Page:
The idea for the Peace Dots project began when Saira Siddiqui made an observation during a community project.
“As an urban planner and community organizer, I’m always surrounded by the typical types of data, and more often than not the data portrays negative things like disparities in health and wealth,” says Siddiqui. “In February 2021, I worked on a very intensive neighborhood planning process and talked to the City of Buffalo about 311 data and crime statistics. At that time I had this thought: Where are all the points of peace?’
With that thought, Siddiqui, who is attending UB as part of her graduate studies, was determined to start collecting and sharing all the “good data” she could get from community members. She received funding from the New York State Council on the Arts, and along with the support of professors, classmates, and the Western New York Arts Services Initiative, she set out to realize her vision.
Siddiqui has developed a system of online and in-person submission sites where people can submit good deeds, positive interactions, or unexpected kindness they have experienced or witnessed. The person making the submission chooses a color to assign to their experience, and then Siddiqui enters those submissions and colors them as dots on the map. These proposals will be used to build artworks representing the city’s peaceful hotspots.
“This project intends to flip the idea of ’crime spots’ to ‘peace spots’ by capturing moments of peace, random acts of kindness and thoughtful gestures seen around Buffalo and beyond,” explains Siddiqui.
Before the Peace Dots project became a reality, Siddiqui was looking for a graduate program that would encourage her as an artist and offer the opportunity to develop her ability to use art to address community development challenges.
“When I decided to go to graduate school, I was very intentional about my classes and the professors I would work with. Before I applied, I interviewed several art professors at both UB and Buffalo State to see if I could find the right fit,” says Siddiqui.
One of the faculty members Siddiqui spoke with was George Hughes, associate professor of art at UB.
“In our initial conversation, I just felt that he understood what I was trying to do and that he was very supportive of my vision,” says Siddiqui.
Hughes was impressed by Siddiqui’s approach and ideas.
“I thought it was very exciting and genius for Saira to combine her experience as a community organizer and facilitator with art,” he says. “She wanted to develop her practice as an artist in the fields of painting, installation and interactive/community art, and the Peace Dots project is a manifestation of these goals.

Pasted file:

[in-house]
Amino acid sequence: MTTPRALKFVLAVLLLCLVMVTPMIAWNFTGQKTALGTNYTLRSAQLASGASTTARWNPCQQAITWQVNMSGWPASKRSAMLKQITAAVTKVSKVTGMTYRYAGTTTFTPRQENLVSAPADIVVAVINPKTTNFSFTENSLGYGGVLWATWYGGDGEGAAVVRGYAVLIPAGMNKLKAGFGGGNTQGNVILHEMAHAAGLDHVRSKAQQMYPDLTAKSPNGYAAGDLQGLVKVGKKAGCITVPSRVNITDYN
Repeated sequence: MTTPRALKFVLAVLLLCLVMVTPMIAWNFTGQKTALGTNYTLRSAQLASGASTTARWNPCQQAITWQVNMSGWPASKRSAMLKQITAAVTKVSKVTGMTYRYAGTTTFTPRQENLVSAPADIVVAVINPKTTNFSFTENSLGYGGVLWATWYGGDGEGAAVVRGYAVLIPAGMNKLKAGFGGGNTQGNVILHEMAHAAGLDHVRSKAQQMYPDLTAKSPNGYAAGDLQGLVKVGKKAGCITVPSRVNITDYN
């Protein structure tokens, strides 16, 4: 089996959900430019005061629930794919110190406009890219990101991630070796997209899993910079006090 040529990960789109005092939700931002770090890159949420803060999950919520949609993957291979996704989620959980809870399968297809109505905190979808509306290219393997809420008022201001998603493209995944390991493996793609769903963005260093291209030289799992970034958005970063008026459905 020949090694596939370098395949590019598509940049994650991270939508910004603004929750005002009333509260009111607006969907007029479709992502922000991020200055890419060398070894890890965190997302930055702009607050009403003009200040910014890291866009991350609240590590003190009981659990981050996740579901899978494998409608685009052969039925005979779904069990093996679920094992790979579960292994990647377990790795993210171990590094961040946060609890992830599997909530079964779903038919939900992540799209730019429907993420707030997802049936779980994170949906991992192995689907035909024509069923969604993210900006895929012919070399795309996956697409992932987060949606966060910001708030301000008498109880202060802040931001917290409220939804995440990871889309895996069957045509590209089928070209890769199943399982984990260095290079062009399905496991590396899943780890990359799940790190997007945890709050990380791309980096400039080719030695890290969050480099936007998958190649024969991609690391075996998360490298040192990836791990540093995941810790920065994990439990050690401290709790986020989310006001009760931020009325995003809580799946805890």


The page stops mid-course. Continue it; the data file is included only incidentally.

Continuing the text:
“It was a pleasure working with Saira,” says Hughes. “As a result of her hard work, passion, creativity and determination, she has achieved so much – even during the pandemic.”
Siddiqui was able to combine UB’s fine arts courses with Buffalo State’s creative studies courses to create her own multidisciplinary MS program with a certificate in creativity and change leadership.
“(George’s) mentorship over the past few years has helped me a lot,” she says. “I grew exponentially in my skill and practice as an oil painter in terms of technique, but he also pushed me to develop a project – a full body of work. And I’m extremely excited to share that the Peace Dots project is my first full-length project, which will culminate in a body of artwork that I hope to share over the next year or two.
“Because of his guidance, I feel like my vision of being a professional artist is actually coming true.”
For Siddiqui, the Peace Dots project is somewhat of an experiment in creating the kinds of communities she seeks to build and enjoy. So far, she has received over 125 submissions – most from the local area, as intended, but some from other states and even other countries. She hopes to continue receiving submissions and encourages everyone to share their positive experiences about the project — and about their community.
“My career, which began in 2013, has always been focused on placemaking and community engagement,” notes Siddiqui. “I have always had a strong focus on how culture, creativity and good design find their way into urban planning and neighborhood development. My goals are to bring all these elements together and be a public artist that engages neighborhoods and people in the process, from concept to creation.”
The Peace Dots project was featured on local news outlets — WKBW, WGRZ and Spectrum News — and on the popular UpWorthy website. Siddiqui recently announced a collaboration with local restaurateurs who are helping her promote her project by distributing coasters to the public. Restaurant partners include Beer Garden in Canalside, Duende Bar & Grill in Silo City, Breeze Burrito Bar, The Beer Keep in Elmwood and Bidwell and Alchemy Wine & Beer in Hamburg.
According to Siddiqui, stories for The Peace Dots Project will continue to be accepted into 2022 and can be submitted through the website, Instagram, Facebook and at physical locations throughout the community. Physical map sites are indoors at Broadway Market and outdoors next to Stitch Buffalo at 1215 Niagara St.
The Peace Dots project will culminate in a set of artworks representing the city’s peace dots, and Siddiqui is encouraging everyone to submit their positives to be “part of the art in the city of good neighbors.”